Transforming Education of Health Professionals in China?
Recently, a plethora of MOOCs (massive open online courses) have generated tremendous excitement over prospects of transforming education around the world. To investigate potentiality and pitfalls, the CMB sponsored a study tour program September 8-13, 2013 for 20 delegates from four of China’s leading medical universities, together with Chinese government officials. The delegation devoted one week to visiting the premier medical universities in the United States at the University of California San Francisco (UCSF), Stanford University, Harvard University and its School of Public Health (HSPH), and the Massachusetts Institute of Technology (MIT). The Chinese group sought to consider how recent developments in online education, especially the so-called “MOOCs” may transform health professional education in China.
Online and distance education are not new but have been operating in China for over a decade. Peking University has longstanding distance education programs. Yet, the rapid emergence of online platforms like Coursera, edX, and Khan Academy, has generated exciting developments in online education delivery that are changing conventional university education so rapidly that Stanford University President John Hennessey has labeled an educational “tsunami.”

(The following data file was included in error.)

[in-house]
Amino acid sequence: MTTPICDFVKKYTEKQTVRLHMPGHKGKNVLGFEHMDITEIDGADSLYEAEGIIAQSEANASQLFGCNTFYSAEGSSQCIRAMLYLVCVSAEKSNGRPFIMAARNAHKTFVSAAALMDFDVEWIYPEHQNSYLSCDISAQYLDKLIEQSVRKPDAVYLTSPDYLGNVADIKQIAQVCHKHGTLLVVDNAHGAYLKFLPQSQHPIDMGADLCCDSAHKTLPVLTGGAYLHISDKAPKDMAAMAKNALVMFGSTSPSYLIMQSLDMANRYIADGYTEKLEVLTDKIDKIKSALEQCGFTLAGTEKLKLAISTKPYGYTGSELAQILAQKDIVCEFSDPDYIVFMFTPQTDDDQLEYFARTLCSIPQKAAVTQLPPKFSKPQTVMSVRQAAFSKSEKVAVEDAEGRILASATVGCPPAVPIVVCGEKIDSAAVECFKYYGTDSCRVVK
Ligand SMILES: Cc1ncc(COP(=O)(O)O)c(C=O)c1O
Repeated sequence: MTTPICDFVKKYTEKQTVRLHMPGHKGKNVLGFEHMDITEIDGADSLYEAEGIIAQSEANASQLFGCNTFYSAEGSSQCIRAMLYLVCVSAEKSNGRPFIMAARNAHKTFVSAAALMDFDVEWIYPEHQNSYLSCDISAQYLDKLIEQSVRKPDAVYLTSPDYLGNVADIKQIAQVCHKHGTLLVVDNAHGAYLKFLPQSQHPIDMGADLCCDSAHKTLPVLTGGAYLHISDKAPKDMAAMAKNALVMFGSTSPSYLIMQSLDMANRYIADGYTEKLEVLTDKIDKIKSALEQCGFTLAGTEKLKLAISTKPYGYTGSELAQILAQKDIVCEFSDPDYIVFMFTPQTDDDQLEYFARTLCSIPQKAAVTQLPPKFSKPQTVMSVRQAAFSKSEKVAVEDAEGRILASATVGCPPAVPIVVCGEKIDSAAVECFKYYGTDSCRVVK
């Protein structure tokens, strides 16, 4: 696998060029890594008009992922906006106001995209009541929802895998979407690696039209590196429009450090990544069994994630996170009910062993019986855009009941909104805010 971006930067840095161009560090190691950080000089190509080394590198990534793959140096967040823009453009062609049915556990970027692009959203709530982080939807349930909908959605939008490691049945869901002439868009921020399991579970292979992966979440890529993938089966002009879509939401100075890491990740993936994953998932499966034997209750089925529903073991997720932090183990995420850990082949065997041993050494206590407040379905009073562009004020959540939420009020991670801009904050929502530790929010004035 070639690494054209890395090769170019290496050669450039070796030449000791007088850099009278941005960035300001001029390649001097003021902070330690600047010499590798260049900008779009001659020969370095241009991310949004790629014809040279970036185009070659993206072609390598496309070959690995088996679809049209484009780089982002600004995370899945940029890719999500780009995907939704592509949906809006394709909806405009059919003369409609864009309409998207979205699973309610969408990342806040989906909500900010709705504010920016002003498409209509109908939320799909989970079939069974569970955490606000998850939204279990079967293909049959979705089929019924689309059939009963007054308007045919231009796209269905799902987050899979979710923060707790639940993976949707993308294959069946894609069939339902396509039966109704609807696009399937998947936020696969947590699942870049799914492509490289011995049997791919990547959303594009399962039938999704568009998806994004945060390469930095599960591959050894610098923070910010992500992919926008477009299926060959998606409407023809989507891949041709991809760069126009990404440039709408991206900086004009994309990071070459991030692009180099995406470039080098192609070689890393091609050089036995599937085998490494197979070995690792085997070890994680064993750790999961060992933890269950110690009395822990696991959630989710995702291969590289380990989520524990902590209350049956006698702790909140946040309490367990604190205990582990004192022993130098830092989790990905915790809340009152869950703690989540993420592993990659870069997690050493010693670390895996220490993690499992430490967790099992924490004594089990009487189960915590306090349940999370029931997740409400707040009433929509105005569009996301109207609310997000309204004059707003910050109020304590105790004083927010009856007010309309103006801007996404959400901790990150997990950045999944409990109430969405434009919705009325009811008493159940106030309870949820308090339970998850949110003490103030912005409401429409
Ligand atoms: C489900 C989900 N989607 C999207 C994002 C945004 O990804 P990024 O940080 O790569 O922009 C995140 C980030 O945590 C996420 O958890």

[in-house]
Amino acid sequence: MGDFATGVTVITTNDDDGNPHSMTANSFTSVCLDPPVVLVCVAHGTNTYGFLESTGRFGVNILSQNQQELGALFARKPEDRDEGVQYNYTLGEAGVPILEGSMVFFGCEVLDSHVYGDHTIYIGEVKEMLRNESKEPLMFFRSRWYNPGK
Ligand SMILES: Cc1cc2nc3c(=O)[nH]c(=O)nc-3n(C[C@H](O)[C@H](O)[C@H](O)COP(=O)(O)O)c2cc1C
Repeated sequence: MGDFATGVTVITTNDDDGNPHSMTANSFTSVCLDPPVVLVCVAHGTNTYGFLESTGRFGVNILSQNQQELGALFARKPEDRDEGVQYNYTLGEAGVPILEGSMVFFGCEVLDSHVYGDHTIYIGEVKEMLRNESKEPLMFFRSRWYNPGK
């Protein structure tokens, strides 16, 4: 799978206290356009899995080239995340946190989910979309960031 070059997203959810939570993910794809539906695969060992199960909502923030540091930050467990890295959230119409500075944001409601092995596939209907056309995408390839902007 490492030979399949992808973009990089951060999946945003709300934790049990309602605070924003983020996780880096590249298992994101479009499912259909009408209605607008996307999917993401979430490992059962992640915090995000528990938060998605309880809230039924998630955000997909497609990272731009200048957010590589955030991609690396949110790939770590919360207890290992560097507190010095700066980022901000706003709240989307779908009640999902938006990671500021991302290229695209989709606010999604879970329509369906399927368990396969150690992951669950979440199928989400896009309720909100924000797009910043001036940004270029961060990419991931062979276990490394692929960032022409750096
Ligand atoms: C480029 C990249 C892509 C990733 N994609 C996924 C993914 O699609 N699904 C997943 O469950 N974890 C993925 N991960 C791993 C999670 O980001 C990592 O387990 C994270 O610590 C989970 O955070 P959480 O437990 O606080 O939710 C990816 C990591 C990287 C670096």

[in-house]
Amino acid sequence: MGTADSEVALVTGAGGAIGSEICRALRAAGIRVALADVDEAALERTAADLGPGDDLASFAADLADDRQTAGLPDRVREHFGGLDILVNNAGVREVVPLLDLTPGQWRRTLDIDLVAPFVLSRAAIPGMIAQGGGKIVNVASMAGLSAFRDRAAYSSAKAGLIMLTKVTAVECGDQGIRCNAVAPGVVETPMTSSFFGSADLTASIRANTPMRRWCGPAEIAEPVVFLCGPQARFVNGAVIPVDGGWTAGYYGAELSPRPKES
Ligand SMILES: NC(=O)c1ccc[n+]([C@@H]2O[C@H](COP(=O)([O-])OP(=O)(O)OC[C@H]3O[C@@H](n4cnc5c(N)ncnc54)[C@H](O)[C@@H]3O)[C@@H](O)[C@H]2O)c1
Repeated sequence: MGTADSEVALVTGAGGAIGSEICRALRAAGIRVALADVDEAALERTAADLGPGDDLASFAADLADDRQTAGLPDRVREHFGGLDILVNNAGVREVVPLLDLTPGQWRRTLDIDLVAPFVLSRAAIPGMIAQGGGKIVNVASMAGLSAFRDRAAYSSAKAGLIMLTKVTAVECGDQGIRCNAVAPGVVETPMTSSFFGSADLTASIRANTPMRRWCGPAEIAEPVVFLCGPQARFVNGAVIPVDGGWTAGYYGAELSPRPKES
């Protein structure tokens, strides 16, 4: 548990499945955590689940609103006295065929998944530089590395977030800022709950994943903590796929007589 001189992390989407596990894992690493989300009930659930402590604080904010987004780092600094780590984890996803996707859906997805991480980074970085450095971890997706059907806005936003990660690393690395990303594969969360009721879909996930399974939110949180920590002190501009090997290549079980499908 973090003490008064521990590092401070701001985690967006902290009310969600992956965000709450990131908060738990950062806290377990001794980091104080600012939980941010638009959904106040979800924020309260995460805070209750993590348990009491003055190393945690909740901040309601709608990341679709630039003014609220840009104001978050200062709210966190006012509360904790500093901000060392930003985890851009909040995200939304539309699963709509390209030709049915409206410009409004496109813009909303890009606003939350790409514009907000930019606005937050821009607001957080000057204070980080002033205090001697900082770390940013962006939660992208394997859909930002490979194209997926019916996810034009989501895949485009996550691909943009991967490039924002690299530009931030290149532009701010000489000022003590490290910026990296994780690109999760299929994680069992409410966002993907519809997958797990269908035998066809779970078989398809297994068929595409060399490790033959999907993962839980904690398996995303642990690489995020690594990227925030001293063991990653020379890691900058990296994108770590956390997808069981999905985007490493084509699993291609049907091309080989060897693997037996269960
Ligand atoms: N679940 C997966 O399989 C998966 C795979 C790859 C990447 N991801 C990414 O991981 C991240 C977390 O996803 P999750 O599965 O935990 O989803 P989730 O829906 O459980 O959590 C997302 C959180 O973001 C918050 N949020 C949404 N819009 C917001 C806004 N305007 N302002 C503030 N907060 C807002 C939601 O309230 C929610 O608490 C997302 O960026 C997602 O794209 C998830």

On the study tour, Chinese delegates learned about new experiments in “flipping” the classroom. In the “flipped” class, traditional lectures are recorded in more interactive online formats. Students watch the lectures before coming to class, freeing up the in-class time for more team-oriented, problem or case-based learning. In San Francisco, delegates heard from faculty members and students at UCSF and Stanford University working on “the flip.” At Harvard, Dean of the School of Public Health Julio Frenk shared how he was working to implement recommendations of the Lancet Commission Report by blending online and in-person training to transform public health education around the world.
As CMB approaches its centennial in 2014, it is working collaboratively with its Chinese and international partners to set in motion the next century of improving health professional education and, ultimately, advancing health in Asia.